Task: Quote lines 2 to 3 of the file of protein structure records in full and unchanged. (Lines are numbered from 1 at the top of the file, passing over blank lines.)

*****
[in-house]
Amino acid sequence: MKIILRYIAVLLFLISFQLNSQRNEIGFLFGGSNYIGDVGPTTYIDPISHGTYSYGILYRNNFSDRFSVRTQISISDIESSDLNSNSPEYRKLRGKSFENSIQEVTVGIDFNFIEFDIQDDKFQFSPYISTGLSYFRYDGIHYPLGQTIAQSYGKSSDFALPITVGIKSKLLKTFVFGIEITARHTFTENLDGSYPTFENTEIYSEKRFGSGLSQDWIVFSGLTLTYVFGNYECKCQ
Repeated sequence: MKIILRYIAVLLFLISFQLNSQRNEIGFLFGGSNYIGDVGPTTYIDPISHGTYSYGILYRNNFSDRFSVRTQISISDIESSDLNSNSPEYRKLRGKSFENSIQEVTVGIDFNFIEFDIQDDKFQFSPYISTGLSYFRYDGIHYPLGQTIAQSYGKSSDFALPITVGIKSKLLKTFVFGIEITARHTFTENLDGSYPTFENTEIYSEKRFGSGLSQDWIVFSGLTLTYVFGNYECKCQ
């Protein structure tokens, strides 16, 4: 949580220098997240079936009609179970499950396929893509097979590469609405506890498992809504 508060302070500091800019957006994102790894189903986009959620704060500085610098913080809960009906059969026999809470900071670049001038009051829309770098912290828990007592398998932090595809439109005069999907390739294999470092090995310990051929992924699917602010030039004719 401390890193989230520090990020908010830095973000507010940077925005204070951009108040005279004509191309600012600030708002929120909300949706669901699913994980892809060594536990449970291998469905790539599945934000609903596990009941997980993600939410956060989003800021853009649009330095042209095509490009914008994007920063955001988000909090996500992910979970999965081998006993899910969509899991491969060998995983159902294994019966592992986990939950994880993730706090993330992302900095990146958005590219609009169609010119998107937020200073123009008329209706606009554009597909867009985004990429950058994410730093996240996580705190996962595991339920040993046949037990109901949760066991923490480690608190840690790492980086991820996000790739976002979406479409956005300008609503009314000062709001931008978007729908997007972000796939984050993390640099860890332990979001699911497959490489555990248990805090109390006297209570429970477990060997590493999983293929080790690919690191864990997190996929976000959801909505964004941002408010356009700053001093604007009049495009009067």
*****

Amino acid sequence: MKIILRYIAVLLFLISFQLNSQRNEIGFLFGGSNYIGDVGPTTYIDPISHGTYSYGILYRNNFSDRFSVRTQISISDIESSDLNSNSPEYRKLRGKSFENSIQEVTVGIDFNFIEFDIQDDKFQFSPYISTGLSYFRYDGIHYPLGQTIAQSYGKSSDFALPITVGIKSKLLKTFVFGIEITARHTFTENLDGSYPTFENTEIYSEKRFGSGLSQDWIVFSGLTLTYVFGNYECKCQ
Repeated sequence: MKIILRYIAVLLFLISFQLNSQRNEIGFLFGGSNYIGDVGPTTYIDPISHGTYSYGILYRNNFSDRFSVRTQISISDIESSDLNSNSPEYRKLRGKSFENSIQEVTVGIDFNFIEFDIQDDKFQFSPYISTGLSYFRYDGIHYPLGQTIAQSYGKSSDFALPITVGIKSKLLKTFVFGIEITARHTFTENLDGSYPTFENTEIYSEKRFGSGLSQDWIVFSGLTLTYVFGNYECKCQ